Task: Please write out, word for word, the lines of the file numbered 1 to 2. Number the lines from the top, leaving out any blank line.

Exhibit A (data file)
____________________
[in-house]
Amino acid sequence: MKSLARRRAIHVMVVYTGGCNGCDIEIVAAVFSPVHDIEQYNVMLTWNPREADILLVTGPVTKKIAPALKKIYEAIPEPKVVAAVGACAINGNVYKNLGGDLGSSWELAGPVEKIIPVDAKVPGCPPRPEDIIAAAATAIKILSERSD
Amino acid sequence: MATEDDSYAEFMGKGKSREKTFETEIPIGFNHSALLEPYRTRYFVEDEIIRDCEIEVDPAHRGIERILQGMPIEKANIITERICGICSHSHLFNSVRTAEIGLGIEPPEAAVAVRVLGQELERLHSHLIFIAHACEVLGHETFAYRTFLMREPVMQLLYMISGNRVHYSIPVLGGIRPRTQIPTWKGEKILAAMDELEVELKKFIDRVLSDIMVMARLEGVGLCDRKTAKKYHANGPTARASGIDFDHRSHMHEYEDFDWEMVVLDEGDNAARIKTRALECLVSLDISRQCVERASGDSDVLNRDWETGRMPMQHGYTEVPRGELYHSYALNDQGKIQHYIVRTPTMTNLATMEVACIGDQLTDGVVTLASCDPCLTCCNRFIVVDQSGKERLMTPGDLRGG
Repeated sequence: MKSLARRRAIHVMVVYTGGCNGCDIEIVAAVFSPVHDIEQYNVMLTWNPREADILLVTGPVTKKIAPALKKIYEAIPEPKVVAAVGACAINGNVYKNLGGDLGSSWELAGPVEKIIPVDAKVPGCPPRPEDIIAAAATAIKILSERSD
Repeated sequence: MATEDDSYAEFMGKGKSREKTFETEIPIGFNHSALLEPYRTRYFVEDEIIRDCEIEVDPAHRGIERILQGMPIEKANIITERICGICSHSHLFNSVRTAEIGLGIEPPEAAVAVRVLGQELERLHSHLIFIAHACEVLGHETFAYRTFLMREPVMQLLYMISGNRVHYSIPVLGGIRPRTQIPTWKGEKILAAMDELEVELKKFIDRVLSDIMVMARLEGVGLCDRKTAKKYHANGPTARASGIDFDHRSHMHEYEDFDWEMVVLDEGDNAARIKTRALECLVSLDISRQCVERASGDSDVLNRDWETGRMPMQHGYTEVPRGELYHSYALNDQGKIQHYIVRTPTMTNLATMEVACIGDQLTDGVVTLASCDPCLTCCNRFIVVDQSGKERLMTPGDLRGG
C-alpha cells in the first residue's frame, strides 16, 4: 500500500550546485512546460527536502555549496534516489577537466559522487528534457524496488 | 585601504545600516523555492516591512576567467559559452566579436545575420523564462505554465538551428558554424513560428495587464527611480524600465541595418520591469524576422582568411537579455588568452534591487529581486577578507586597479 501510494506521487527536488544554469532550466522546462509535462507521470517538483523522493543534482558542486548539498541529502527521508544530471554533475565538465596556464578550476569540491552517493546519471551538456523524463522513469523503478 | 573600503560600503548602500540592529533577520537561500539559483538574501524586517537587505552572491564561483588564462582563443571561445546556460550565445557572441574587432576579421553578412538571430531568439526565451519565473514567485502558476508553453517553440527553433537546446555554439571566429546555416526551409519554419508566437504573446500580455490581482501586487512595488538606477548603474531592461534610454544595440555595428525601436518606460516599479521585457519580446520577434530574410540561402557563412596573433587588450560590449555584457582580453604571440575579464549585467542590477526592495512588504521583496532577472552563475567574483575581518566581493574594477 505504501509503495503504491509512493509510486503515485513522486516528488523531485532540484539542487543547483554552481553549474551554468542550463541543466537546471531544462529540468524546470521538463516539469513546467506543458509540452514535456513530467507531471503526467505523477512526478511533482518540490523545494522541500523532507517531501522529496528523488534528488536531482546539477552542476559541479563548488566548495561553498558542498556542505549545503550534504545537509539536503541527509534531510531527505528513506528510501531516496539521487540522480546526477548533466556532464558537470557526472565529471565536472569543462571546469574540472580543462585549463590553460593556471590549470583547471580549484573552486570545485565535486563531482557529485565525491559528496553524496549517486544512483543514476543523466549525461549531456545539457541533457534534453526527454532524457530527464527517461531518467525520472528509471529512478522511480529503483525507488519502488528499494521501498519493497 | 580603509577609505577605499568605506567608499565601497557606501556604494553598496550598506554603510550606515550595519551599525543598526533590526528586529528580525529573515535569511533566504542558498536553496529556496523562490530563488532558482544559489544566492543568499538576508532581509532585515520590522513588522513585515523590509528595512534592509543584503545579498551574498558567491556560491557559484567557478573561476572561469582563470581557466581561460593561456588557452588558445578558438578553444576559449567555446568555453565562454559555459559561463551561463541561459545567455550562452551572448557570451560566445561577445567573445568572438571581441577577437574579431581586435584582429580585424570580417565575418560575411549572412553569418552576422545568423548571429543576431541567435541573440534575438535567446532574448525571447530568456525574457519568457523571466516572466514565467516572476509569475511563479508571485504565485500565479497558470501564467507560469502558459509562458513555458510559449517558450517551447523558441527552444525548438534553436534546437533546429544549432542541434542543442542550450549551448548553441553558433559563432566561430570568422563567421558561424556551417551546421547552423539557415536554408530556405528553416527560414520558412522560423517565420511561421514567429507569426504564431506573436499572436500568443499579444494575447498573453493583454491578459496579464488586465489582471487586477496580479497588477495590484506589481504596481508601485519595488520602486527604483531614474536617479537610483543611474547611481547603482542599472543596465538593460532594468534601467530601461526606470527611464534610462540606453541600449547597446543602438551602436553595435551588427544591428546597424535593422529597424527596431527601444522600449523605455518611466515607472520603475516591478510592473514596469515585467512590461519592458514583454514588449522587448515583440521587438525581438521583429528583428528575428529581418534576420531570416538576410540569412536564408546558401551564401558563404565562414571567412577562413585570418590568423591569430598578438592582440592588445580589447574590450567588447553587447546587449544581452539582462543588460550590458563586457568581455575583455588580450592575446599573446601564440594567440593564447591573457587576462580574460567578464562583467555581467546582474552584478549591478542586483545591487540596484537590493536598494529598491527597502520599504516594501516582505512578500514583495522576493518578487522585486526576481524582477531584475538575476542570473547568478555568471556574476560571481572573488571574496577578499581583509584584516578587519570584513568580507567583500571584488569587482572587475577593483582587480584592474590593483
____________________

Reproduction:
[in-house]
Amino acid sequence: MKSLARRRAIHVMVVYTGGCNGCDIEIVAAVFSPVHDIEQYNVMLTWNPREADILLVTGPVTKKIAPALKKIYEAIPEPKVVAAVGACAINGNVYKNLGGDLGSSWELAGPVEKIIPVDAKVPGCPPRPEDIIAAAATAIKILSERSD